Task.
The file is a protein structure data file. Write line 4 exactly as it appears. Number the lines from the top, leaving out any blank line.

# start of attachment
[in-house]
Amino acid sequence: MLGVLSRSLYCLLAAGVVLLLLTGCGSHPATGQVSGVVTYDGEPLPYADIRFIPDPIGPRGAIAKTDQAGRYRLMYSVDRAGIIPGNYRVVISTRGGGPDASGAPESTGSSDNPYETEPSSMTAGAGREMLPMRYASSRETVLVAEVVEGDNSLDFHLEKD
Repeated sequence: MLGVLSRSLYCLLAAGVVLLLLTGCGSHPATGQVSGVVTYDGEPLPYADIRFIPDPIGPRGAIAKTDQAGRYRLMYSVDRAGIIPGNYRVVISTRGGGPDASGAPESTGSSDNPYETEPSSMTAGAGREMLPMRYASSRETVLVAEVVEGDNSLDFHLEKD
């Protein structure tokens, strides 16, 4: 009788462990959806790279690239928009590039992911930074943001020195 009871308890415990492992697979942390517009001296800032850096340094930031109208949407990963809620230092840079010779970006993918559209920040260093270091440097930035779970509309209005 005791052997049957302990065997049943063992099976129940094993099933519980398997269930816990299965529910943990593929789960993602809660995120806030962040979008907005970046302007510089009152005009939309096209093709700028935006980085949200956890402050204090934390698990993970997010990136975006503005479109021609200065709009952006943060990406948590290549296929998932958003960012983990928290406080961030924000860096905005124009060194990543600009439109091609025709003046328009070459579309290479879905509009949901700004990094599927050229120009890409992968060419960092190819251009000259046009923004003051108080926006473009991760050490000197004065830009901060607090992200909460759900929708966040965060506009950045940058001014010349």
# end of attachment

């Protein structure tokens, strides 16, 4: 009788462990959806790279690239928009590039992911930074943001020195 009871308890415990492992697979942390517009001296800032850096340094930031109208949407990963809620230092840079010779970006993918559209920040260093270091440097930035779970509309209005 005791052997049957302990065997049943063992099976129940094993099933519980398997269930816990299965529910943990593929789960993602809660995120806030962040979008907005970046302007510089009152005009939309096209093709700028935006980085949200956890402050204090934390698990993970997010990136975006503005479109021609200065709009952006943060990406948590290549296929998932958003960012983990928290406080961030924000860096905005124009060194990543600009439109091609025709003046328009070459579309290479879905509009949901700004990094599927050229120009890409992968060419960092190819251009000259046009923004003051108080926006473009991760050490000197004065830009901060607090992200909460759900929708966040965060506009950045940058001014010349």